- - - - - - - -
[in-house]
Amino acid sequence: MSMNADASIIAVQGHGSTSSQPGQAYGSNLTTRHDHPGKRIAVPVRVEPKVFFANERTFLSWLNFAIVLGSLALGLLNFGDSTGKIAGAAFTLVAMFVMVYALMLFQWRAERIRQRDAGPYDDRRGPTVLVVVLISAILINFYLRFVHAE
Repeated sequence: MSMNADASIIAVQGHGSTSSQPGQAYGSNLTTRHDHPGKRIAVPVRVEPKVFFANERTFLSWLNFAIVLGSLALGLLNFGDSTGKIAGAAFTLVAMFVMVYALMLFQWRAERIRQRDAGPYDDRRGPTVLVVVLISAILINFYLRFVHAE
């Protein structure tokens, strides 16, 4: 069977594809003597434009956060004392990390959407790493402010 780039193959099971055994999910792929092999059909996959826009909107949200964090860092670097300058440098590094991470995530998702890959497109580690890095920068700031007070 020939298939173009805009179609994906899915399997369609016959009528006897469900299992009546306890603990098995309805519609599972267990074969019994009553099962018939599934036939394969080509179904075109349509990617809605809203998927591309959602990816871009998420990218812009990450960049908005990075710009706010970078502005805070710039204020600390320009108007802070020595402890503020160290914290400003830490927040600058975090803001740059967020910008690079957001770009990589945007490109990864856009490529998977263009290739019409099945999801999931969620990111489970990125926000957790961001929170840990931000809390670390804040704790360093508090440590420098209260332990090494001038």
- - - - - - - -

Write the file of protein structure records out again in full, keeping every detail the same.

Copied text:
[in-house]
Amino acid sequence: MSMNADASIIAVQGHGSTSSQPGQAYGSNLTTRHDHPGKRIAVPVRVEPKVFFANERTFLSWLNFAIVLGSLALGLLNFGDSTGKIAGAAFTLVAMFVMVYALMLFQWRAERIRQRDAGPYDDRRGPTVLVVVLISAILINFYLRFVHAE
Repeated sequence: MSMNADASIIAVQGHGSTSSQPGQAYGSNLTTRHDHPGKRIAVPVRVEPKVFFANERTFLSWLNFAIVLGSLALGLLNFGDSTGKIAGAAFTLVAMFVMVYALMLFQWRAERIRQRDAGPYDDRRGPTVLVVVLISAILINFYLRFVHAE
């Protein structure tokens, strides 16, 4: 069977594809003597434009956060004392990390959407790493402010 780039193959099971055994999910792929092999059909996959826009909107949200964090860092670097300058440098590094991470995530998702890959497109580690890095920068700031007070 020939298939173009805009179609994906899915399997369609016959009528006897469900299992009546306890603990098995309805519609599972267990074969019994009553099962018939599934036939394969080509179904075109349509990617809605809203998927591309959602990816871009998420990218812009990450960049908005990075710009706010970078502005805070710039204020600390320009108007802070020595402890503020160290914290400003830490927040600058975090803001740059967020910008690079957001770009990589945007490109990864856009490529998977263009290739019409099945999801999931969620990111489970990125926000957790961001929170840990931000809390670390804040704790360093508090440590420098209260332990090494001038």